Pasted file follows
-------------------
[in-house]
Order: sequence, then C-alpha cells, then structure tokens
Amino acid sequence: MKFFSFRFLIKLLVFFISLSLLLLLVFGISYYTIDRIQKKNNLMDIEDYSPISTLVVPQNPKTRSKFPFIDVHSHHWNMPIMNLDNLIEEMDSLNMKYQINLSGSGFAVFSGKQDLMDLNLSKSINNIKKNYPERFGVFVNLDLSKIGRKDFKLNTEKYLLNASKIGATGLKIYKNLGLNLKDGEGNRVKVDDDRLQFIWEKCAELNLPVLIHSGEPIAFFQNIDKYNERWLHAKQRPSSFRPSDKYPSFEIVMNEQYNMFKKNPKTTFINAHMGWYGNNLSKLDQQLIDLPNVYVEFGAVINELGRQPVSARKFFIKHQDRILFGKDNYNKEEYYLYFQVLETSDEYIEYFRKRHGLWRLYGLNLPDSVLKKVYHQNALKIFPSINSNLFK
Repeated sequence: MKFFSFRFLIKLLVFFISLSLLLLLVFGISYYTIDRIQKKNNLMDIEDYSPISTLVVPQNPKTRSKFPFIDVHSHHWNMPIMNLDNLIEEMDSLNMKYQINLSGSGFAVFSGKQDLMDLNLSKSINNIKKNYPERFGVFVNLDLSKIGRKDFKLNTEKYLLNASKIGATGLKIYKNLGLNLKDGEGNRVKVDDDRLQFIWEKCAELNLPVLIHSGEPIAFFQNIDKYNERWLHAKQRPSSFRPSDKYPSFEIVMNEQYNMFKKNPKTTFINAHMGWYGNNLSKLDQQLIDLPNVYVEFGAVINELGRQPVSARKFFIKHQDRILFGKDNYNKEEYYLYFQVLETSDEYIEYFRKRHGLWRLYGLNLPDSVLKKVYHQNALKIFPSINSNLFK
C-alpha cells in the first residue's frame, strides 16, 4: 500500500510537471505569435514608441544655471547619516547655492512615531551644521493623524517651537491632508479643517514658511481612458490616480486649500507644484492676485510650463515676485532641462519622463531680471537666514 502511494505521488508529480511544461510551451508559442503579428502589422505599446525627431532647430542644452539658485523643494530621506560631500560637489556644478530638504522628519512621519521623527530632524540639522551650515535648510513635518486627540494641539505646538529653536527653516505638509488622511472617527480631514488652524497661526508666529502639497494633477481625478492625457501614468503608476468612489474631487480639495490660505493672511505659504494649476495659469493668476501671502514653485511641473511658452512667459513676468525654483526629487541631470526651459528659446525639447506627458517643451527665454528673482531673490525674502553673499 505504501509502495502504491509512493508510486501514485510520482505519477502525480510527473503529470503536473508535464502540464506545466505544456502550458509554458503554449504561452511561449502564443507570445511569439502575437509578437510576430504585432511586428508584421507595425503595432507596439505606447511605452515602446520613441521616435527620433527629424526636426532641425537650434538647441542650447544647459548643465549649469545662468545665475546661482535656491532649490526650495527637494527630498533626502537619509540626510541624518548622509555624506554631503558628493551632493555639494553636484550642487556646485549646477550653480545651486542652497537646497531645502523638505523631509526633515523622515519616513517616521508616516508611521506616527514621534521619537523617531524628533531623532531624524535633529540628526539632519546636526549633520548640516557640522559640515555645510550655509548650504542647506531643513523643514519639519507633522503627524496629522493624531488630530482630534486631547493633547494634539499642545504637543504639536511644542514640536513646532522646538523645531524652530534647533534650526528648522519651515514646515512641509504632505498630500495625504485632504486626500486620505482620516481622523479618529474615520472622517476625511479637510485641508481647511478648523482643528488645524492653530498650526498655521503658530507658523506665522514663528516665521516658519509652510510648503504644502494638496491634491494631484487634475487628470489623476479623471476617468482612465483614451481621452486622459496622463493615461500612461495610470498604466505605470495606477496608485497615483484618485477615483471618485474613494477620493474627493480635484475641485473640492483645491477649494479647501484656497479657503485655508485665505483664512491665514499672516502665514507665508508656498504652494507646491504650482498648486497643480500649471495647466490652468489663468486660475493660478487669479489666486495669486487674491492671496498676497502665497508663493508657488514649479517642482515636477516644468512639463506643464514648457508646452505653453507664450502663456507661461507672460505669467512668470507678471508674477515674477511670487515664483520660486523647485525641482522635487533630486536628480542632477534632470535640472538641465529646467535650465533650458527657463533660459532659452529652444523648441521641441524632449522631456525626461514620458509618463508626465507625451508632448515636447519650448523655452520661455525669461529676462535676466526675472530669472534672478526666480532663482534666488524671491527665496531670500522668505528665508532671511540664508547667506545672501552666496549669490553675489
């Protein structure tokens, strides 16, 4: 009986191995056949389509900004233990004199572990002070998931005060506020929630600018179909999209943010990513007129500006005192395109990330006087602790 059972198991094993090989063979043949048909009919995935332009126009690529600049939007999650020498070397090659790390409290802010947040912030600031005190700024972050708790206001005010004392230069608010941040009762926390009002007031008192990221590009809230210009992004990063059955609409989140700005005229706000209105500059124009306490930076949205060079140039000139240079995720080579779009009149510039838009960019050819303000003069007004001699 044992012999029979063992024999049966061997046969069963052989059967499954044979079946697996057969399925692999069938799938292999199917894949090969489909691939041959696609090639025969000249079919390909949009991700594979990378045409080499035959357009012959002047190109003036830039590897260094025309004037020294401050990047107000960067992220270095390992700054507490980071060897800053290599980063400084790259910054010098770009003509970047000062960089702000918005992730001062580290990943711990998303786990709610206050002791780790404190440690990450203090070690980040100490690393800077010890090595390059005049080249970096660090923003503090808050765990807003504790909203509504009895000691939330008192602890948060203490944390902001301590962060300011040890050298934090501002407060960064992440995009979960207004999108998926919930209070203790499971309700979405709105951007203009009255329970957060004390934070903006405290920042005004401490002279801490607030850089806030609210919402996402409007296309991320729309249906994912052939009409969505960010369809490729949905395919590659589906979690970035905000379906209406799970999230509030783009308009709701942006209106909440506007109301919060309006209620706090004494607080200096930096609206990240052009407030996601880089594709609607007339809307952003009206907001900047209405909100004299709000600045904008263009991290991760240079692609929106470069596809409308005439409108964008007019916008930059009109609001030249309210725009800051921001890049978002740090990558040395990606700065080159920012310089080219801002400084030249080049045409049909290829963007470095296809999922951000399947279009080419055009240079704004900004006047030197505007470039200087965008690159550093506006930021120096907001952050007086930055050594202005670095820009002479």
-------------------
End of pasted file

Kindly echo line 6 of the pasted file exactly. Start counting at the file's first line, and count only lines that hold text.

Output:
């Protein structure tokens, strides 16, 4: 009986191995056949389509900004233990004199572990002070998931005060506020929630600018179909999209943010990513007129500006005192395109990330006087602790 059972198991094993090989063979043949048909009919995935332009126009690529600049939007999650020498070397090659790390409290802010947040912030600031005190700024972050708790206001005010004392230069608010941040009762926390009002007031008192990221590009809230210009992004990063059955609409989140700005005229706000209105500059124009306490930076949205060079140039000139240079995720080579779009009149510039838009960019050819303000003069007004001699 044992012999029979063992024999049966061997046969069963052989059967499954044979079946697996057969399925692999069938799938292999199917894949090969489909691939041959696609090639025969000249079919390909949009991700594979990378045409080499035959357009012959002047190109003036830039590897260094025309004037020294401050990047107000960067992220270095390992700054507490980071060897800053290599980063400084790259910054010098770009003509970047000062960089702000918005992730001062580290990943711990998303786990709610206050002791780790404190440690990450203090070690980040100490690393800077010890090595390059005049080249970096660090923003503090808050765990807003504790909203509504009895000691939330008192602890948060203490944390902001301590962060300011040890050298934090501002407060960064992440995009979960207004999108998926919930209070203790499971309700979405709105951007203009009255329970957060004390934070903006405290920042005004401490002279801490607030850089806030609210919402996402409007296309991320729309249906994912052939009409969505960010369809490729949905395919590659589906979690970035905000379906209406799970999230509030783009308009709701942006209106909440506007109301919060309006209620706090004494607080200096930096609206990240052009407030996601880089594709609607007339809307952003009206907001900047209405909100004299709000600045904008263009991290991760240079692609929106470069596809409308005439409108964008007019916008930059009109609001030249309210725009800051921001890049978002740090990558040395990606700065080159920012310089080219801002400084030249080049045409049909290829963007470095296809999922951000399947279009080419055009240079704004900004006047030197505007470039200087965008690159550093506006930021120096907001952050007086930055050594202005670095820009002479």